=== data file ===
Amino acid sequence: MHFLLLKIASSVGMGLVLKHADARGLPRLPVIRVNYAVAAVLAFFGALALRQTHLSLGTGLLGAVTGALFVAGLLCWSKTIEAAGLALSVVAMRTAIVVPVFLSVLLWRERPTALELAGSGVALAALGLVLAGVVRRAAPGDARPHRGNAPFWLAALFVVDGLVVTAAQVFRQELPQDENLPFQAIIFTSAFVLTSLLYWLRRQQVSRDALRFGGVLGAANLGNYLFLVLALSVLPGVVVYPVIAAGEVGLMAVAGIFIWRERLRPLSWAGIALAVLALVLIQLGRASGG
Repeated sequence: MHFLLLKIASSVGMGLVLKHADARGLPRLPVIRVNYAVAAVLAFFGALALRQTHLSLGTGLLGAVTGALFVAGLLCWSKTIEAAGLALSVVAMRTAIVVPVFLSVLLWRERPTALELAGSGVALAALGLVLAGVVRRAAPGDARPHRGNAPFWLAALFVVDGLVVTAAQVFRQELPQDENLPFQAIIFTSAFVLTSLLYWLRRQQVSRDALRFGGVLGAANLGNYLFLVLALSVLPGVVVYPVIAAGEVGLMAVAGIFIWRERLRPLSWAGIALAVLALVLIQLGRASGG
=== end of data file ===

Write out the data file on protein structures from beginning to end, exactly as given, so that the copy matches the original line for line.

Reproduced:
Amino acid sequence: MHFLLLKIASSVGMGLVLKHADARGLPRLPVIRVNYAVAAVLAFFGALALRQTHLSLGTGLLGAVTGALFVAGLLCWSKTIEAAGLALSVVAMRTAIVVPVFLSVLLWRERPTALELAGSGVALAALGLVLAGVVRRAAPGDARPHRGNAPFWLAALFVVDGLVVTAAQVFRQELPQDENLPFQAIIFTSAFVLTSLLYWLRRQQVSRDALRFGGVLGAANLGNYLFLVLALSVLPGVVVYPVIAAGEVGLMAVAGIFIWRERLRPLSWAGIALAVLALVLIQLGRASGG
Repeated sequence: MHFLLLKIASSVGMGLVLKHADARGLPRLPVIRVNYAVAAVLAFFGALALRQTHLSLGTGLLGAVTGALFVAGLLCWSKTIEAAGLALSVVAMRTAIVVPVFLSVLLWRERPTALELAGSGVALAALGLVLAGVVRRAAPGDARPHRGNAPFWLAALFVVDGLVVTAAQVFRQELPQDENLPFQAIIFTSAFVLTSLLYWLRRQQVSRDALRFGGVLGAANLGNYLFLVLALSVLPGVVVYPVIAAGEVGLMAVAGIFIWRERLRPLSWAGIALAVLALVLIQLGRASGG